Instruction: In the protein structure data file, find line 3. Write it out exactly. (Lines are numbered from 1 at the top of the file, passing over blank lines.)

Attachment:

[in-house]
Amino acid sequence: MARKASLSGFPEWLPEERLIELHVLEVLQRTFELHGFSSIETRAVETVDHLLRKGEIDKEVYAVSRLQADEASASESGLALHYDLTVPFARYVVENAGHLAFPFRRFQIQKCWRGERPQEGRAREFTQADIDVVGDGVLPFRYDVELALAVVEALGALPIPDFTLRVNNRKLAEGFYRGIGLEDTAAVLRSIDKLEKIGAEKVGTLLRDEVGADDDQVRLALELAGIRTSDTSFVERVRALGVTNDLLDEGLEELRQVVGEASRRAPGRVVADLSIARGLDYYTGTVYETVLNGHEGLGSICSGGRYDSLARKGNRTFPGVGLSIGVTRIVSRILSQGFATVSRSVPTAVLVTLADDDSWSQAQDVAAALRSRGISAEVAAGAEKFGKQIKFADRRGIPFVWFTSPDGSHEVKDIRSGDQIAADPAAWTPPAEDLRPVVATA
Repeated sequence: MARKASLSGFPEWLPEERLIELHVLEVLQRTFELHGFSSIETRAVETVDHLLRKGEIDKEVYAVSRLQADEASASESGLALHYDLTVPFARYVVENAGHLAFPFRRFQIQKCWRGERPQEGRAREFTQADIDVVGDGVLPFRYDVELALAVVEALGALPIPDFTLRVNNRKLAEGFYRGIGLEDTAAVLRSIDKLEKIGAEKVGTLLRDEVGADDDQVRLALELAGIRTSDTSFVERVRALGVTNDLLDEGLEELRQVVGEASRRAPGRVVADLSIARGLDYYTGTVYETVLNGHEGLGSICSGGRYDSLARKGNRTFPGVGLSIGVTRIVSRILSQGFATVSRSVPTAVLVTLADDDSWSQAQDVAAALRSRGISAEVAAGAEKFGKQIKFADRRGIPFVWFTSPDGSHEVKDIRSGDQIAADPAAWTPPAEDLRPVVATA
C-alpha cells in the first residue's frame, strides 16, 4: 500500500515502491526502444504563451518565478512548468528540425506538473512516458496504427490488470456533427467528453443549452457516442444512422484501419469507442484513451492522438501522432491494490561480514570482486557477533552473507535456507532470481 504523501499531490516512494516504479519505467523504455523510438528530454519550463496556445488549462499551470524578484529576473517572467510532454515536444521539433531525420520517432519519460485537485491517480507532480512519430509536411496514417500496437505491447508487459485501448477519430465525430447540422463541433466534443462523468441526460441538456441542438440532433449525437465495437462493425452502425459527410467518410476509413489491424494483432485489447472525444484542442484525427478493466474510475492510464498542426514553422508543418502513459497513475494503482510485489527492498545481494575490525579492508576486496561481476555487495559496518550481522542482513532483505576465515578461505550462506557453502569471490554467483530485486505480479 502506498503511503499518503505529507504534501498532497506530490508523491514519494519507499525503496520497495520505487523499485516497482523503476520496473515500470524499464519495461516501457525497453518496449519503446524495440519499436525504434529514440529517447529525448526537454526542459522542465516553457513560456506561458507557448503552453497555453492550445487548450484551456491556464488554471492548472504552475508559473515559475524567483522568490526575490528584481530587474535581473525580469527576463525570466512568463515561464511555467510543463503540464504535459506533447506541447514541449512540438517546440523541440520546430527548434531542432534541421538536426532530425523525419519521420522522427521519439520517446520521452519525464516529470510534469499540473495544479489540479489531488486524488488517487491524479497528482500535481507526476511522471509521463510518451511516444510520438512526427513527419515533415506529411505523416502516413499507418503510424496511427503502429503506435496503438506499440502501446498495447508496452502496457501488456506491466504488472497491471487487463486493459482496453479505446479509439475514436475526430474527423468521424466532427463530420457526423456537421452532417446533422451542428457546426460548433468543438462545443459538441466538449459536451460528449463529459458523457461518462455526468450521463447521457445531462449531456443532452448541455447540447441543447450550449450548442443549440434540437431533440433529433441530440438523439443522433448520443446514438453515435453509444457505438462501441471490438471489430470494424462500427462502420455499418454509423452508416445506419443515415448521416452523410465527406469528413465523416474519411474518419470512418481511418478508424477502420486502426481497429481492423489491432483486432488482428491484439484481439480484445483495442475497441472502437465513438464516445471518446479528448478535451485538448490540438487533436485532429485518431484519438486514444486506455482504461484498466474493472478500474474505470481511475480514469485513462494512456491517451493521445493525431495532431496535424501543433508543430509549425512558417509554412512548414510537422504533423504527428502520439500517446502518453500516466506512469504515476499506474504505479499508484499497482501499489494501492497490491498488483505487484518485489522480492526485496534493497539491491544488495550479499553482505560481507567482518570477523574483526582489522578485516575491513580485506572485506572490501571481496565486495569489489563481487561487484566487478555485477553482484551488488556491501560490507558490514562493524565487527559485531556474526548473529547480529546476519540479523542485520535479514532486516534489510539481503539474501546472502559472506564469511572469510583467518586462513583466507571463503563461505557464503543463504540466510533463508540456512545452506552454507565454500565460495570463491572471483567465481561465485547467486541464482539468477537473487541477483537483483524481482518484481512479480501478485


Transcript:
Repeated sequence: MARKASLSGFPEWLPEERLIELHVLEVLQRTFELHGFSSIETRAVETVDHLLRKGEIDKEVYAVSRLQADEASASESGLALHYDLTVPFARYVVENAGHLAFPFRRFQIQKCWRGERPQEGRAREFTQADIDVVGDGVLPFRYDVELALAVVEALGALPIPDFTLRVNNRKLAEGFYRGIGLEDTAAVLRSIDKLEKIGAEKVGTLLRDEVGADDDQVRLALELAGIRTSDTSFVERVRALGVTNDLLDEGLEELRQVVGEASRRAPGRVVADLSIARGLDYYTGTVYETVLNGHEGLGSICSGGRYDSLARKGNRTFPGVGLSIGVTRIVSRILSQGFATVSRSVPTAVLVTLADDDSWSQAQDVAAALRSRGISAEVAAGAEKFGKQIKFADRRGIPFVWFTSPDGSHEVKDIRSGDQIAADPAAWTPPAEDLRPVVATA